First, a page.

Editor’s note: This letter is by Carol Gross, of Jericho.
This letter is a message for all Vermonters, no matter your party affiliation, faith, economic level, race or gender. The proposed state legislation and actions by some local governments regarding decriminalization or legalization of prostitution will affect us all in some negative way.
Some people want us to believe that there is nothing wrong with this idea and that legalizing prostitution will empower women because it is an act of consent. However, the real data says something different. According to an abstract by Melissa Farley, PhD, and her colleagues, 89% of those involved in sex trade did not choose this lifestyle and were forced into it, starting with sex trafficking. (See: Prostitution and Trafficking in Nine Countries: An Update on Violence and Posttraumatic Stress Disorder: Journal of Trauma Practice: Vol 2, No 3-4)
Some of you may think there is little or no sex trafficking in our state, which is also a myth. Check out the website neersagainstsexualviolence.org (a regional organization exposing sex trafficking in New England) to hear the real stories and understand this is a region-wide problem.
Before the Vermont Legislature is House Bill H.268, which proposes a committee to develop legislation which will allow prostitution to become legal while — theoretically — keeping trafficking illegal. What this would do in reality is provide a wide swath of grey area that will allow sex traffickers to better hide their abuse behind their victims’ now legal activities, and more effectively thwart law enforcement from intervening.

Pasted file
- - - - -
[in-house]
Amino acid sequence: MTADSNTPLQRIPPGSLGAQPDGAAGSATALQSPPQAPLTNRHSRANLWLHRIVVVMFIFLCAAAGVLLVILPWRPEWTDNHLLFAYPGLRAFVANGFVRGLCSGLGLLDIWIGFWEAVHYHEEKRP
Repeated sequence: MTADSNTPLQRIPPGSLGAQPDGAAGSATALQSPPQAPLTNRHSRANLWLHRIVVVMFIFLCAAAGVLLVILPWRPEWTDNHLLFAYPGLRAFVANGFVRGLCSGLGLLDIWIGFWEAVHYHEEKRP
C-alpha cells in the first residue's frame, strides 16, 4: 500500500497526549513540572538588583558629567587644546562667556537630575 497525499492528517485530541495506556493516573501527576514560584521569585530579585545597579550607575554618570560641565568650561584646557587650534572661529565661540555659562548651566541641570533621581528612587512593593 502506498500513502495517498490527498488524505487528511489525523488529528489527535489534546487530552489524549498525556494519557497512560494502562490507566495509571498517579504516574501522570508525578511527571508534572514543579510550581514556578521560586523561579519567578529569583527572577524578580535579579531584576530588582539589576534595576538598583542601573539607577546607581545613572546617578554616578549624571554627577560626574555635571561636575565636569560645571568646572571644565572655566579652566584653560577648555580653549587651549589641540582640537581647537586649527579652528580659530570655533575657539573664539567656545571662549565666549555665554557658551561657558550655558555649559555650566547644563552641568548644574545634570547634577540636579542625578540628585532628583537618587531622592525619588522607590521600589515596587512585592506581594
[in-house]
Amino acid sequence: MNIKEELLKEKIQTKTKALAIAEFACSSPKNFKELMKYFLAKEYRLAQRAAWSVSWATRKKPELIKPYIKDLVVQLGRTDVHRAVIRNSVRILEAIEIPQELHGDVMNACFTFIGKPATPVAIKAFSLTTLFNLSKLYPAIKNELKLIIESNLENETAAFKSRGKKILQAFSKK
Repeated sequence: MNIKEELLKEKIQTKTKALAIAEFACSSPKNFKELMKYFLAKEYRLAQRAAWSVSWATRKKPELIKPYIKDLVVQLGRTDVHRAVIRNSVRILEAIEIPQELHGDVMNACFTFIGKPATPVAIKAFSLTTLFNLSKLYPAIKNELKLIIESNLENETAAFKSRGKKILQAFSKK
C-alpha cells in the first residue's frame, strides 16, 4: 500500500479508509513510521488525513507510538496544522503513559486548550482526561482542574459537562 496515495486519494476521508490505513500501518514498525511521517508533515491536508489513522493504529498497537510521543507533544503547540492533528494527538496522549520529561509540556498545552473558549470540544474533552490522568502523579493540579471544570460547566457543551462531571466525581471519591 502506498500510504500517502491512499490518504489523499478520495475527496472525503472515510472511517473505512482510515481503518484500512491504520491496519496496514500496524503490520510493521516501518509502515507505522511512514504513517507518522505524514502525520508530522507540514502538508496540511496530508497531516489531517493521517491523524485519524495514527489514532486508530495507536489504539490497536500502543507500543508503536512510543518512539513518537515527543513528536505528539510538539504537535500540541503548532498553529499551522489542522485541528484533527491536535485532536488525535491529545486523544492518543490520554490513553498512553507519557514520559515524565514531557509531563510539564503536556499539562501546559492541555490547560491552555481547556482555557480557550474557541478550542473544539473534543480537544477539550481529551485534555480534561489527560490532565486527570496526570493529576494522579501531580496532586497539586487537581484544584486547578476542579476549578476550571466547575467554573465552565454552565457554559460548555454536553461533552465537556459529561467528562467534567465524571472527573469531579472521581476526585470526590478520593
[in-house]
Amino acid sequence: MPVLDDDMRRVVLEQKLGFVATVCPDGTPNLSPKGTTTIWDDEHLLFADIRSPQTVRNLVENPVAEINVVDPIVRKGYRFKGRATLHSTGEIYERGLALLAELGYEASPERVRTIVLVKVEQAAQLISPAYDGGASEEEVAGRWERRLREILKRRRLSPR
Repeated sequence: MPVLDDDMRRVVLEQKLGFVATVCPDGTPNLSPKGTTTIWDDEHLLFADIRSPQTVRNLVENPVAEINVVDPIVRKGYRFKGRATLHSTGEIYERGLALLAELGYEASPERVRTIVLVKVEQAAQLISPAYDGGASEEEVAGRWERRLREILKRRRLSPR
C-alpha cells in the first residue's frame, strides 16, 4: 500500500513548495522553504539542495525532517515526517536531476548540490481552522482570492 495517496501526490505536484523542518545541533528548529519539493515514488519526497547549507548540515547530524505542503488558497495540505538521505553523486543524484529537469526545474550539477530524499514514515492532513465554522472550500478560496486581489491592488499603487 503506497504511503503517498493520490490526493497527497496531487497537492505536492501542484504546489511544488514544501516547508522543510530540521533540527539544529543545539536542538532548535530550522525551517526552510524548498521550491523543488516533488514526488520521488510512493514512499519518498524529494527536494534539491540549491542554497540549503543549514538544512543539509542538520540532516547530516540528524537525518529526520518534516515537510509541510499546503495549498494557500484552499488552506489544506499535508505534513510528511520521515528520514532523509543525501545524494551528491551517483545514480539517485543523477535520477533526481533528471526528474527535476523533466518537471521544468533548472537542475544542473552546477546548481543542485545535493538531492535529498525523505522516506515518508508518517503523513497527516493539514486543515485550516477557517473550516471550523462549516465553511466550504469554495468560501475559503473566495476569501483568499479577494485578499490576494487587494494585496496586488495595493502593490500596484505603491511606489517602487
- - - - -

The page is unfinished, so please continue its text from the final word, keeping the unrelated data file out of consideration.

Prostitution is not a stand-alone crime. Drug addiction and abuse are typically used to entice young people to sex trade, keep them performing and keep them from leaving it. Additionally, there are cases of women prostituted by boyfriends or even husbands, which is inherently abusive. Sex traffickers will not easily give up their profits or control whether legal or not. We shouldn’t pass legislation that will empower traffickers of all types and foster expansion of sex trafficking in our state.
I urge you to take action. Stop this bill from passage. Contact your state representatives before the new session begins in January and tell them so.